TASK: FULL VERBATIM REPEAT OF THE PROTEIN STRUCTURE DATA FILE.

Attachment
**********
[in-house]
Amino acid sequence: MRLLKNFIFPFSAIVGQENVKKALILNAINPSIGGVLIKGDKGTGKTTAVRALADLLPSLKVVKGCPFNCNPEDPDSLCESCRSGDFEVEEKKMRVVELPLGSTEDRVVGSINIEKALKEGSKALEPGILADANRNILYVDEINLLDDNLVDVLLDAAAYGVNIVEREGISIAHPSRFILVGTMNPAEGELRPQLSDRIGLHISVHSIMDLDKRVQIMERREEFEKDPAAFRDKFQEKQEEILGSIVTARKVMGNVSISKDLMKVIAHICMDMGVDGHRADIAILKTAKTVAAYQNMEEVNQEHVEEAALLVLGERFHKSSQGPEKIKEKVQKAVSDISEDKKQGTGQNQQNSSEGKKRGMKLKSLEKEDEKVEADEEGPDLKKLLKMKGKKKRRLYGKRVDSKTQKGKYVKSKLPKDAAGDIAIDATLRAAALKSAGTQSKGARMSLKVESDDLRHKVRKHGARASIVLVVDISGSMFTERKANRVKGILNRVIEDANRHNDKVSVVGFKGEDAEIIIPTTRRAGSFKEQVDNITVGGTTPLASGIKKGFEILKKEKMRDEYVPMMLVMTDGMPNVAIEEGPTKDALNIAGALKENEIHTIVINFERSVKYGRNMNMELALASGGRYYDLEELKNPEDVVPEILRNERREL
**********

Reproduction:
[in-house]
Amino acid sequence: MRLLKNFIFPFSAIVGQENVKKALILNAINPSIGGVLIKGDKGTGKTTAVRALADLLPSLKVVKGCPFNCNPEDPDSLCESCRSGDFEVEEKKMRVVELPLGSTEDRVVGSINIEKALKEGSKALEPGILADANRNILYVDEINLLDDNLVDVLLDAAAYGVNIVEREGISIAHPSRFILVGTMNPAEGELRPQLSDRIGLHISVHSIMDLDKRVQIMERREEFEKDPAAFRDKFQEKQEEILGSIVTARKVMGNVSISKDLMKVIAHICMDMGVDGHRADIAILKTAKTVAAYQNMEEVNQEHVEEAALLVLGERFHKSSQGPEKIKEKVQKAVSDISEDKKQGTGQNQQNSSEGKKRGMKLKSLEKEDEKVEADEEGPDLKKLLKMKGKKKRRLYGKRVDSKTQKGKYVKSKLPKDAAGDIAIDATLRAAALKSAGTQSKGARMSLKVESDDLRHKVRKHGARASIVLVVDISGSMFTERKANRVKGILNRVIEDANRHNDKVSVVGFKGEDAEIIIPTTRRAGSFKEQVDNITVGGTTPLASGIKKGFEILKKEKMRDEYVPMMLVMTDGMPNVAIEEGPTKDALNIAGALKENEIHTIVINFERSVKYGRNMNMELALASGGRYYDLEELKNPEDVVPEILRNERREL